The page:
A struggling writer passes off an old manuscript as his own. (PG-13)
Well-intended, failed look at guilt and identity
Bradley Cooper, Jeremy Irons, Dennis Quaid, Zoe Saldana, Olivia Wilde
The drama "The Words" is not a film noir but hinges on the kind of incident that defines that genre: An average man makes one bad decision that sends him into a spiral of doom. Except instead of a dame inspiring that decision, it's an old manuscript. And instead of spiraling into doom, our hero spirals into some guilt and self-questioning. And instead of being a dark examination of human frailty, it's romanticized claptrap.
It's also oddly circuitous for no great reason, with the bulk of the movie being a story-within-a-story: At some auditorium, author Clay Hammond (Dennis Quaid) reads from his novel "The Words" and we see the tale acted out, occasionally with Hammond's stilted narration ("At night, when the city was quiet, he wrote.").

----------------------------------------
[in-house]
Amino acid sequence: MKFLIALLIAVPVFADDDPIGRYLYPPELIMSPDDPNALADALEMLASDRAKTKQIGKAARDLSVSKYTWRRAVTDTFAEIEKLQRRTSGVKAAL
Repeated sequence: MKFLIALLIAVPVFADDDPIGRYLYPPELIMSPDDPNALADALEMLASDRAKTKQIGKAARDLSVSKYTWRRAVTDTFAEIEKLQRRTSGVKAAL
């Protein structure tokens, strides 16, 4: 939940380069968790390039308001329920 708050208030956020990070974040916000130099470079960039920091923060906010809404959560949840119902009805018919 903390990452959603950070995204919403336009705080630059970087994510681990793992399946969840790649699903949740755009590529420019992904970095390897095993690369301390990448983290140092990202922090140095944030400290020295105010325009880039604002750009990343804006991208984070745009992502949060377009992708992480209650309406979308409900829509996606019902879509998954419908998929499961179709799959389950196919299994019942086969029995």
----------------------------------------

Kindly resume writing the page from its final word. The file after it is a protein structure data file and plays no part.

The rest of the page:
Hammond's hero, Rory Jensen (an out-of-his-depth Bradley Cooper), is a struggling writer who lives with his girlfriend (Zoë Saldana) in the kind of Brooklyn loft only struggling writers in movies can afford. When the novel he's spent years writing can't attract an agent, Rory settles into a job, marries Dora and somehow has the money to honeymoon in Paris. There he finds an old briefcase containing the English-language manuscript of a great novel he passes off as his own.
Literary stardom for Rory follows. Then an unnamed old man (Jeremy Irons, riveting) informs Rory the lost manuscript was his, and spins a flashback story about his younger self (Ben Barnes) in postwar Paris, where he and his wife (Nora Arnezeder) suffered a tragedy that led him to write that autobiographical novel.
Does the fictional Rory get exposed and become a literary pariah? Is Hammond's novel an autobiographical confession? And what gives Hammond's literary groupie (Olivia Wilde) so much attitude? As for the writing process itself, the film take a gauzy view of words spilling out as if by angels whispering in your ear -- there's not an eraser in sight, either on screen or, clearly, in the scriptwriters' room. It's all confounding without being intriguing.
PLOT A struggling writer passes off an old manuscript as his own. RATING PG-13
PLAYING AT Area theaters
BOTTOM LINE Well-intended, failed look at guilt and identity